The objective of this review is to determine the outcome of patients with sarcomas involving the main pulmonary artery, pulmonic valve, or right ventricular outflow tract. Survival data were analyzed using an aggregate series derived from the published literature in conjunction with a current series. Median survival was 36.5 +/- 20.2 months for patients undergoing an attempt at curative resection compared with 11 +/- 3 months for those undergoing incomplete resection. Median survival was 24.7 +/- 8.5 months for patients undergoing multimodality treatment compared with 8.0 +/- 1.7 months for patients having single-modality therapy. A complete review of diagnosis, evaluation, treatment, and surveillance of primary pulmonary artery sarcomas follows.
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              Retrospective institutional study of 31 patients treated for pulmonary artery sarcoma.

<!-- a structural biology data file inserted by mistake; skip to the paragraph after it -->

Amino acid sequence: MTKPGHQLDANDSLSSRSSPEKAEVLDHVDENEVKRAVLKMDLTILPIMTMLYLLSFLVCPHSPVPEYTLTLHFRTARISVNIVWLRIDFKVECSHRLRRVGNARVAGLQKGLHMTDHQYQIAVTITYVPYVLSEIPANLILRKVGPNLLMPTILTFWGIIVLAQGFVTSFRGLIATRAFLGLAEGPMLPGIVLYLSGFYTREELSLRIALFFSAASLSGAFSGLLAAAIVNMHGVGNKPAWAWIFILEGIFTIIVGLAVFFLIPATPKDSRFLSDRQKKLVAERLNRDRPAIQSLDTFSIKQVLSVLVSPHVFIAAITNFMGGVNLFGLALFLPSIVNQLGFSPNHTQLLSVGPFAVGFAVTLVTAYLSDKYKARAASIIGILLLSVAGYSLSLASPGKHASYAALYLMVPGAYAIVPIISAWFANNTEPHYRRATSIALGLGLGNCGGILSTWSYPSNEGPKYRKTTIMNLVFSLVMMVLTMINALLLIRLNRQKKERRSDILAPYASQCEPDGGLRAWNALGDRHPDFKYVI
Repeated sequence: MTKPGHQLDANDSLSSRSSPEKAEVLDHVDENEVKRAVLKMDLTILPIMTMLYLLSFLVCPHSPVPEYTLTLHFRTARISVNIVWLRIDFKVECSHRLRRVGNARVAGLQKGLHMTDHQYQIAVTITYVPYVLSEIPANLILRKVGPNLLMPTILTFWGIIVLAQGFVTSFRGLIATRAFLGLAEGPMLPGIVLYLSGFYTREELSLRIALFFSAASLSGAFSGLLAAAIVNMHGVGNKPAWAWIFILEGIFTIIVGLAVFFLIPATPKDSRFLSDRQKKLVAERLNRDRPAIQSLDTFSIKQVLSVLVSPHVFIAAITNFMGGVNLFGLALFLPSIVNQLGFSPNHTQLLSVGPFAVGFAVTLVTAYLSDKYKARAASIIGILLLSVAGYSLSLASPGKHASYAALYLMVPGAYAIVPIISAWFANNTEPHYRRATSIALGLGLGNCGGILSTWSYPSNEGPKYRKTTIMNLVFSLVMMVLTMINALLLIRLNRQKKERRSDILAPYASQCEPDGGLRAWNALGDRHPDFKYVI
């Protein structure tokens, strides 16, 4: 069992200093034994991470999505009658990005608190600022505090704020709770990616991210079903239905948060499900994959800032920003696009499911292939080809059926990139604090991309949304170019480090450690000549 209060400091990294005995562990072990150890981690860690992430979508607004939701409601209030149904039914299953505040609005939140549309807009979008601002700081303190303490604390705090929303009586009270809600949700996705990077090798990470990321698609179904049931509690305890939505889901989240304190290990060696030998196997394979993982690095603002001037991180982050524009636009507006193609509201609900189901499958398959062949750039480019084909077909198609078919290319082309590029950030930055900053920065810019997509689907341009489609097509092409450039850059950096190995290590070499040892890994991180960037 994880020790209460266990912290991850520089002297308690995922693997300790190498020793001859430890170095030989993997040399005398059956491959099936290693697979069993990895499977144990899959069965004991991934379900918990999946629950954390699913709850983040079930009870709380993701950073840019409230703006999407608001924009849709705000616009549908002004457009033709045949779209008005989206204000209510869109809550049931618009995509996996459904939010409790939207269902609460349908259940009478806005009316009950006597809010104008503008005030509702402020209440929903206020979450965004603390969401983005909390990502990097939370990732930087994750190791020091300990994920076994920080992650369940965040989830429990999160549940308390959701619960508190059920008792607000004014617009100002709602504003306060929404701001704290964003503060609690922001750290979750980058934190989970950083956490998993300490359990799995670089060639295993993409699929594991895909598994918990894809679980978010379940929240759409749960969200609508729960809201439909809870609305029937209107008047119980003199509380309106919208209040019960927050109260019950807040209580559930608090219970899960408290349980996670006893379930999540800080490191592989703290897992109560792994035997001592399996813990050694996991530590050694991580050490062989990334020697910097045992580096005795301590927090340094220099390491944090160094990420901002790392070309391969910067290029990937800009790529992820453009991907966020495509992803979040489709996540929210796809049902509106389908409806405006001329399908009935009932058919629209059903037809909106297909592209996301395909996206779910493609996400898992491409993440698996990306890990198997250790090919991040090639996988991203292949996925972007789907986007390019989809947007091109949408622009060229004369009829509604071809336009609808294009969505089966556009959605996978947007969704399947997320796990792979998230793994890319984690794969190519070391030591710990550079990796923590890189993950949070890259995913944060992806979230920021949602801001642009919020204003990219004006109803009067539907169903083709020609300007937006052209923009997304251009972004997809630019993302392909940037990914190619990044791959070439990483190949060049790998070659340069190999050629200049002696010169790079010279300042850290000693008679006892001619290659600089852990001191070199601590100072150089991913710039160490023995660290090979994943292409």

The study aimed to determine the optimal surgical procedure to treat pulmonary artery sarcomas responsible for pulmonary hypertension. Between 1997 and 2010, 31 patients were treated surgically for pulmonary artery sarcomas. Sixteen patients were male; the mean age was 56 years (range, 26-78 years). Common symptoms were characteristic of acute or chronic pulmonary thromboembolic disease. Also, 21 patients experienced mild to severe pulmonary hypertension, with a mean total peripheral resistance of 473 dyn s cm(-5). Clinical presentation and preoperative work-up confirmed the suspicion of pulmonary artery sarcoma in 18 patients. The required surgical procedures included the following: pulmonary endarterectomy in 25 patients (combined with a right pneumonectomy in five and with a replacement of the main pulmonary artery by a homograft reconstruction in one), pneumonectomy only in five (three right and two left), with the use of cardiopulmonary bypass in three cases. In one patient, the right pulmonary artery only was replaced on cardiopulmonary bypass. Final pathology showed 26 high-grade and five intermediate-grade sarcomas. The 30-day mortality was 13% (four patients). Repeat pulmonary resection was required in two patients due to recurrent disease. Moreover, 18 patients received adjuvant therapy. Mean follow-up was 19 months (range, 1-99 months); of the 11 patients alive at follow-up, four were noted to have recurrent disease. The 1-, 3- and 5- year survival was 63, 29 and 22%, respectively. The prognosis of this very infrequent disease remains poor. Bilateral pulmonary endarterectomy may yield significant survival rates because it provides completeness of resection without sacrificing the pulmonary vascular bed.